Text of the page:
I have been playing around with the ideas of mobile processing agents lately, and to do this I need to execute code that has been uploaded to my processing environment, rather than the traditional “deployed” code. Java has this ability built in, via ClassLoaders. At any point, a java application can create classes from byte arrays. I wanted to do this on Google App Engine, but GAE does not support the traditional methods of loading classes would work. There are no “Files” or direct access to URLs in GAE. The only real data store available is the Data Store, which provides a HTTP based file upload and storage service through its own proprietary interface.
Creating a ClassLoader which took advantage of the Data Store wasn’t difficult however. I made use of the (currently experimental) File Store API to access the code once it has been uploaded to GAE’s datastore using the file upload facility. Once I’d gotten that sorted out, it was simply a matter of writing the classloader to read in the data.
To make things a bit more interesting, I’ve also added an AppLoader, which can set up a classloader for a contained application with extra JARs and a manifest, similar in structure to a WAR file. For example, if we uploaded a JAR file to GAE with the following structure
The AppLoader would construct a classloader with the contents of the classes folder, plus any JAR files that are in the lib dir. The agent-inf.yaml file specifies which class is the “main” class for the agent, which will be used for execution.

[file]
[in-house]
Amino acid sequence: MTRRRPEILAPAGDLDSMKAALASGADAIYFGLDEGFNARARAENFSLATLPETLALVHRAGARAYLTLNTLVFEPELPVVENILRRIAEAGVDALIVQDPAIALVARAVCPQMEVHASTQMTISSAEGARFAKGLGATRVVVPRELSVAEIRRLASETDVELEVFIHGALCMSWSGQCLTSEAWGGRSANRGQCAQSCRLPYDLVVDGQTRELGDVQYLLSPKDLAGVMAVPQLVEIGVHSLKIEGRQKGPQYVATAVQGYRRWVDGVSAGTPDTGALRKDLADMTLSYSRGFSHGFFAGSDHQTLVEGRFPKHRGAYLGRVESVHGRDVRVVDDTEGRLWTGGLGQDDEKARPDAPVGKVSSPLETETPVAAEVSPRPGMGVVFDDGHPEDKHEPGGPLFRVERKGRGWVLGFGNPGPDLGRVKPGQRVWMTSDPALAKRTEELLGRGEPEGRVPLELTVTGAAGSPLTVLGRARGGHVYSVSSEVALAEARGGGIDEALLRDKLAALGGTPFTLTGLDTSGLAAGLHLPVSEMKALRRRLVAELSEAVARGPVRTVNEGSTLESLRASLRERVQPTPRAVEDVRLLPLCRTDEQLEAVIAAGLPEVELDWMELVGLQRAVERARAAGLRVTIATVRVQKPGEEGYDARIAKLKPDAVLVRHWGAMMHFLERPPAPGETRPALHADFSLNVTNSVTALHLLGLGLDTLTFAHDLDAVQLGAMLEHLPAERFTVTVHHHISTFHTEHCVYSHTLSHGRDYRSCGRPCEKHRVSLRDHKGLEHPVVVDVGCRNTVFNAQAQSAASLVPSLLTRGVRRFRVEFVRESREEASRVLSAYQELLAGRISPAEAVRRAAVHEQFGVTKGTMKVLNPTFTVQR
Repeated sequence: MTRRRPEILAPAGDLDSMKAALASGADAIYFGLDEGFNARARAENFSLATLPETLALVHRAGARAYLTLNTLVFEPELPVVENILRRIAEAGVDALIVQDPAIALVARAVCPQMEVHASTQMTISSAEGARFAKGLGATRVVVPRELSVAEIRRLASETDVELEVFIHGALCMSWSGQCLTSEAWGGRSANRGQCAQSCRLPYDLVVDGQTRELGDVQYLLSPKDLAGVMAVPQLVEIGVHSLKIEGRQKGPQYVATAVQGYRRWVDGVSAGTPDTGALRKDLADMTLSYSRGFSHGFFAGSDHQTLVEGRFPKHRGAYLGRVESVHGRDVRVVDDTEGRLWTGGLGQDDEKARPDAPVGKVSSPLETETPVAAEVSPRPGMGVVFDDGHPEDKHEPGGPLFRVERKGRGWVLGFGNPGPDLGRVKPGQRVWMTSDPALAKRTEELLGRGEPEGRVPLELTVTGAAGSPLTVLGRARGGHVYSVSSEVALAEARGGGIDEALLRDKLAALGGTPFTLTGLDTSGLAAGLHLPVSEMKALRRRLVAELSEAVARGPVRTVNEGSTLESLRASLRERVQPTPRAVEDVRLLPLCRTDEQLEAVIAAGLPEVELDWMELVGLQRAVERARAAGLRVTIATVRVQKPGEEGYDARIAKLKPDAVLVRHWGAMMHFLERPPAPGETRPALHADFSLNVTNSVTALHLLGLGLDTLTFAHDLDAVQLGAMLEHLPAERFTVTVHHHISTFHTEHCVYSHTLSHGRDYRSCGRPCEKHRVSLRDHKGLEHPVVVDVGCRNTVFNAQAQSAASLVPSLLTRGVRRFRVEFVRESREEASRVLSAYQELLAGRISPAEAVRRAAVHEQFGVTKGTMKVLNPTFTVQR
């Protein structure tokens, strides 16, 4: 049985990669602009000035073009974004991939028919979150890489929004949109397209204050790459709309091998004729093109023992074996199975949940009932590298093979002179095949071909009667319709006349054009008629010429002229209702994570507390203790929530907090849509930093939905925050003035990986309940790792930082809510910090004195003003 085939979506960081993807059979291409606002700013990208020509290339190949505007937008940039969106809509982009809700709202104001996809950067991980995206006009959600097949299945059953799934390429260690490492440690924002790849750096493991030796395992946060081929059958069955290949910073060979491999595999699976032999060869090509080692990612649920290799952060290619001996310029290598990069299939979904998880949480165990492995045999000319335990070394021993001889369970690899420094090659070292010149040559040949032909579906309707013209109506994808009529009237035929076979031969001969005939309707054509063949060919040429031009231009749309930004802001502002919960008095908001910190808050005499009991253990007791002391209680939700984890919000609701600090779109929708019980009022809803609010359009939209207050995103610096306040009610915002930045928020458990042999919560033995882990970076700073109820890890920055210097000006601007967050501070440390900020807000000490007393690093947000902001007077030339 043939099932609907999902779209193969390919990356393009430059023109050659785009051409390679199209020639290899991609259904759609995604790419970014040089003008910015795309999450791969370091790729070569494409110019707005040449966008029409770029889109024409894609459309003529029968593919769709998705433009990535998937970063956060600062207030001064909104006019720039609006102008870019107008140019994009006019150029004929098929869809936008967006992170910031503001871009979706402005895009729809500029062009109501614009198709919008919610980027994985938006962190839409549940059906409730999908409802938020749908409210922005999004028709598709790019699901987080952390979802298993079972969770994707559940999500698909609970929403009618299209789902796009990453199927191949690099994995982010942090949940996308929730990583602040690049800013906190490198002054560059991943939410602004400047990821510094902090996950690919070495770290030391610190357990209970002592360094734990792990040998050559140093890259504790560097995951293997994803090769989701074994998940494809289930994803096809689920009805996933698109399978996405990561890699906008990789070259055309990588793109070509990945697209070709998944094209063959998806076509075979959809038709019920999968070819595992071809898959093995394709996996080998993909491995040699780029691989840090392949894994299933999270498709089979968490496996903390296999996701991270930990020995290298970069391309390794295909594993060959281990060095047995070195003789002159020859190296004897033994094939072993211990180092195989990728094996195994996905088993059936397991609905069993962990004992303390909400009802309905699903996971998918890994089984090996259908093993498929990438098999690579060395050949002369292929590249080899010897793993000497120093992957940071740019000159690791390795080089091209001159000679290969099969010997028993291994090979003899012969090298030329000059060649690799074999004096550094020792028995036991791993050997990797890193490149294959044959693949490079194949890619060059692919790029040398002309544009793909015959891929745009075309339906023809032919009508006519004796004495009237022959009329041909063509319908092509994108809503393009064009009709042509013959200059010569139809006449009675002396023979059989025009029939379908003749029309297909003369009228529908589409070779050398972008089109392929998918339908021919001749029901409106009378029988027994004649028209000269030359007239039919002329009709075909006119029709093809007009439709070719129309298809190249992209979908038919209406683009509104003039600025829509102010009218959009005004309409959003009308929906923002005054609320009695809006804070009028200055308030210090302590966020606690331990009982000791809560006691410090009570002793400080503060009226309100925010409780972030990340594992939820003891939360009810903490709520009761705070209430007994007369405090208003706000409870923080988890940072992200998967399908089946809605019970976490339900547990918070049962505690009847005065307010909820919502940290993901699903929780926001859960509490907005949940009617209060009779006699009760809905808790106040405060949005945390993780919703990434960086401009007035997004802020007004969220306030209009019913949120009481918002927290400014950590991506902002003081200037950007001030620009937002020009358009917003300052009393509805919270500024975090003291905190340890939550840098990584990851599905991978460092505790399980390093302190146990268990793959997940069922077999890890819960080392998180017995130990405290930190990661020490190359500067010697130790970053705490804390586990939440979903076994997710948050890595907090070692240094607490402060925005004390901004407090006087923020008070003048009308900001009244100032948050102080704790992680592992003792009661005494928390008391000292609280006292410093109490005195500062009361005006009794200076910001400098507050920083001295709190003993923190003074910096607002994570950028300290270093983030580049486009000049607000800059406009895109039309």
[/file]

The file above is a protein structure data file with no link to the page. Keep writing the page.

There is one limitation to the classloader that I’ve written. Sometimes java code refers to non-class files that are stored on the classpath, usually referred to as Resources. They are loaded by the Class.getResource() and Class.getResourceAsStream() methods. getResource() returns a URL which points to the resource asked for. The problem that I have is that GAE does not support URLs properly, and certainly doesn’t allow you to have your own URL handlers. As a result, getResource() does not work in my classLoader. This may break some libraries. getResourceAsStream() does work however.
One final warning about isolation and Classloaders. Giving people access to upload arbitary code to your app server is a dangerous undertaking. Make sure you understand who is uploading classes and make sure they can’t do anything they shouldn’t be doing. In my agent code, I want each of the agents to be completely isolated from each other. The challenge that I have is that each one, if it has access to the DataStore API, will be able to overwrite the others, which isn’t cool. I’m still thinking about ways that I can fix that.
In case anyone else is looking for a similar solution, I thought I’d post it here. The Code for this example is available at my GitHub Repo
Now, back to writing that mobile processing agent system…